The Sharif government was quick to go in damage control mode after confrontation with the army over a "notification" and announced that "real notification" to implement the recommendation of probe was yet to be issued.
Difference came to fore between army and government after the military, in an unusual move, rejected the "notification" by the government to sack special foreign affairs assistant Mr Fatemi by Mr Sharif following the findings of a probe committee.
"Notification on Dawn Leak is incomplete and not in line with recommendations by the Inquiry Board. Notification is rejected," army spokesman Major General Asif Ghafoor said in terse statement on Twitter.
Minutes later, Interior Minister Chaudhry Nisar Ali Khan in veiled criticism of the hasty reaction by the army said, "Twitter reactions were highly dangerous for the country."
"There are several issues of great importance and it's unfortunate that they are being dealt with through tweets. State institutions don't communicate with each other through tweets," Mr Khan said.
He asserted that no notification was issued as yet.
"What is being referred as notification by PM House is for the interior ministry which will issue a detailed proper notification to implement the recommendation of the probe. And I reiterate that no one would be spared and the findings will be implemented in letter and spirit," he said.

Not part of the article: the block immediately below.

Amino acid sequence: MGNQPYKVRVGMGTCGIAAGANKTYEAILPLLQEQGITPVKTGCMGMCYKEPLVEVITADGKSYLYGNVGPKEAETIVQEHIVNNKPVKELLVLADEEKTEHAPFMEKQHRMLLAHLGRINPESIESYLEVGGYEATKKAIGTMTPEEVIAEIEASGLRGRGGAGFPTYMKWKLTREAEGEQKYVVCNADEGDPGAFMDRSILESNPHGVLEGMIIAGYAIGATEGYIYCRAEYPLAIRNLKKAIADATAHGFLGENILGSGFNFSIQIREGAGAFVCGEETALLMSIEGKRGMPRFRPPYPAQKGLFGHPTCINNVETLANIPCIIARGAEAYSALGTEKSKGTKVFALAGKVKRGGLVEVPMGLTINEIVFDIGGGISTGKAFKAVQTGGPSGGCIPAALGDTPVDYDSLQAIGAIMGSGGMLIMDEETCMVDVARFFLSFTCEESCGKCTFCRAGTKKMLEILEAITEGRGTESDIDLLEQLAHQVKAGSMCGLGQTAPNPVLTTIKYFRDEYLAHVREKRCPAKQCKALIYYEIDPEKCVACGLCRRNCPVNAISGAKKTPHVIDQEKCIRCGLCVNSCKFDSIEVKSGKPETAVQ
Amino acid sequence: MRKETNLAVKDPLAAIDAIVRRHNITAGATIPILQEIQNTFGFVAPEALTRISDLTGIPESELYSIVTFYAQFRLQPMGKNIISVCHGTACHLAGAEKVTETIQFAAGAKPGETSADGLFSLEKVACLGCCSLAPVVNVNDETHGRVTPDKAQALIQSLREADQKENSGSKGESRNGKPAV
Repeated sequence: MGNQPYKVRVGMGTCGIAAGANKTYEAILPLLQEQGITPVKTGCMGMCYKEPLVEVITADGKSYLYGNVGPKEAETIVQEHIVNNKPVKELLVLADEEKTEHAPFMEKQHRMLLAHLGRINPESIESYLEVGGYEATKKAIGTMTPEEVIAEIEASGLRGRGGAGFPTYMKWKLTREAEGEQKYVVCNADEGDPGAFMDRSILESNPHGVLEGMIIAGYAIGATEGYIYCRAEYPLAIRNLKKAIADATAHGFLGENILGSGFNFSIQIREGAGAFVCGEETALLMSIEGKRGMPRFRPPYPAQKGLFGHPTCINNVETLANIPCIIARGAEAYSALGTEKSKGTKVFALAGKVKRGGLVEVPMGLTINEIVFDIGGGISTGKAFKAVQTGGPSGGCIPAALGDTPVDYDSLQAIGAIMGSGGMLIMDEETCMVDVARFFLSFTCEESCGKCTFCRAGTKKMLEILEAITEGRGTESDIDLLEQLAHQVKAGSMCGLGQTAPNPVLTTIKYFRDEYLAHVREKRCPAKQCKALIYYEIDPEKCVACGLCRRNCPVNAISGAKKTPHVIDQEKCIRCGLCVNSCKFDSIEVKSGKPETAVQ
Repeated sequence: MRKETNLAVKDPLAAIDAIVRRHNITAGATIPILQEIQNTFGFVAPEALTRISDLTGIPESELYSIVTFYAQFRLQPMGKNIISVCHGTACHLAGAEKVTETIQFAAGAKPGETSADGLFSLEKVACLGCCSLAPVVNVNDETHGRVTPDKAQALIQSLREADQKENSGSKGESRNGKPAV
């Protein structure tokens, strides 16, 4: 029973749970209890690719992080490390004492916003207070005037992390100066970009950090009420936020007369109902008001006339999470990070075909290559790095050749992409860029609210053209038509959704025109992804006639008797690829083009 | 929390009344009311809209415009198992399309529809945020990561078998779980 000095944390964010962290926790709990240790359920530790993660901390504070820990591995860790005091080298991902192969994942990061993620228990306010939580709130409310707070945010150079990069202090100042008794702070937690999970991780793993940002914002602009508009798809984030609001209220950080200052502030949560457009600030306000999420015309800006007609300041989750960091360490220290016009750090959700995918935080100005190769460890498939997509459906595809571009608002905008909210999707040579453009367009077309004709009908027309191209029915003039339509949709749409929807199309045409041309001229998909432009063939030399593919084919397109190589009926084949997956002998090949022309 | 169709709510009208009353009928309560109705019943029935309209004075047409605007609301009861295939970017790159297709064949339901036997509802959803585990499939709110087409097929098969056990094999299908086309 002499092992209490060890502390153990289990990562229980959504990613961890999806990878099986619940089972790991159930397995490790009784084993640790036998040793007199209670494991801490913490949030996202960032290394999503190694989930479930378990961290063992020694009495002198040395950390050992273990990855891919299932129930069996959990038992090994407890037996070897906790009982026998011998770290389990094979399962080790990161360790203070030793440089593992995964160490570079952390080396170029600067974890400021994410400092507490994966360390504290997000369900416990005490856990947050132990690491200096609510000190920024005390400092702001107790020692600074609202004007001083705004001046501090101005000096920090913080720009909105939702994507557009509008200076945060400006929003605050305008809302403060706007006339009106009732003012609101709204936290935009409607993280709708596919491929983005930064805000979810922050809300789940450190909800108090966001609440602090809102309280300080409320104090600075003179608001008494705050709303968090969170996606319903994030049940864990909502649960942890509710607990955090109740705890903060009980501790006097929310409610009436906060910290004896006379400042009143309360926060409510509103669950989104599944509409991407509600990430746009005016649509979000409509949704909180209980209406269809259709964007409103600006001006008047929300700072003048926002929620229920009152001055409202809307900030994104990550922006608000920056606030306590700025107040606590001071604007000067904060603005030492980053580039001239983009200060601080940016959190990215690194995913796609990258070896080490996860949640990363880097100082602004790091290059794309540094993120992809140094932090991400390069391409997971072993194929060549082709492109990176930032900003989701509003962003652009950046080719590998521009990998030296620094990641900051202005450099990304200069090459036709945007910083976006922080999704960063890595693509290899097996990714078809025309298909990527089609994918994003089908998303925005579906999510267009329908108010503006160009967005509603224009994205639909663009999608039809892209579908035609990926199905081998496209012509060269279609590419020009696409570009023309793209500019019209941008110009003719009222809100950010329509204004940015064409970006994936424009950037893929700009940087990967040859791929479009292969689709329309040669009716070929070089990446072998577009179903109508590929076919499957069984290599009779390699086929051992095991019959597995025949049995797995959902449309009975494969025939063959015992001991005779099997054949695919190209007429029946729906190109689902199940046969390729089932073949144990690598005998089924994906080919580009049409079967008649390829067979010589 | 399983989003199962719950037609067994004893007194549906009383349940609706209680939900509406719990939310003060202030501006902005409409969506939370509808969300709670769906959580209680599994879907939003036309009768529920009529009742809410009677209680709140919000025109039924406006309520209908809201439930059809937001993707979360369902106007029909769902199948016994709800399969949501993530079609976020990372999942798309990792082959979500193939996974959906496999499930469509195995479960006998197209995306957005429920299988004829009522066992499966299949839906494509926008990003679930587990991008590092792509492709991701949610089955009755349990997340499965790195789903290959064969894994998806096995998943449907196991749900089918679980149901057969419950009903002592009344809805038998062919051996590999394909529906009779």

He, however, wondered why a storm was created when there was no basis for it.
"It was only a reference issued in lieu of the briefing given to the prime minister," the minister told reporters at a press conference in Karachi. He said the interior ministry would issue a notification in line with the recommendations of the inquiry board.
Mr Khan also criticised the confessional recorded statement of former Taliban spokesman Ehsanullah Ehsan issued by the army this week. "It is not only immoral but illegal to run such statements," he said.
Earlier, Mr Sharif approved the committee's recommendation to remove Fatemi after he was found guilty of "leaking" information to the media about a high-level security meet.
In October, a columnist for Dawn newspaper wrote a front-page story about a rift between civilian and military leaderships over militant groups that operate from Pakistan but engage in proxy war against India and Afghanistan.
The army took strong exception to the Dawn story and relations between army and the civil government deteriorated.
The PML-N government was forced to remove then information minister Pervaiz Rasheed but a probe was also initiated at the demand of army to fix the responsibility. The report was submitted to the prime minister this week.
According to the inquiry report, Mr Fatemi was primarily responsible for leaking the report of the key meeting, and Mr Sharif took action against him.
Analysts have termed the cropping of differences as detrimental to the civil-military relationship.
"The government should move fast to address the grievances of the army and fully implement the findings of the report," former Air Marshal Shehzad Chaudhry told Geo TV.
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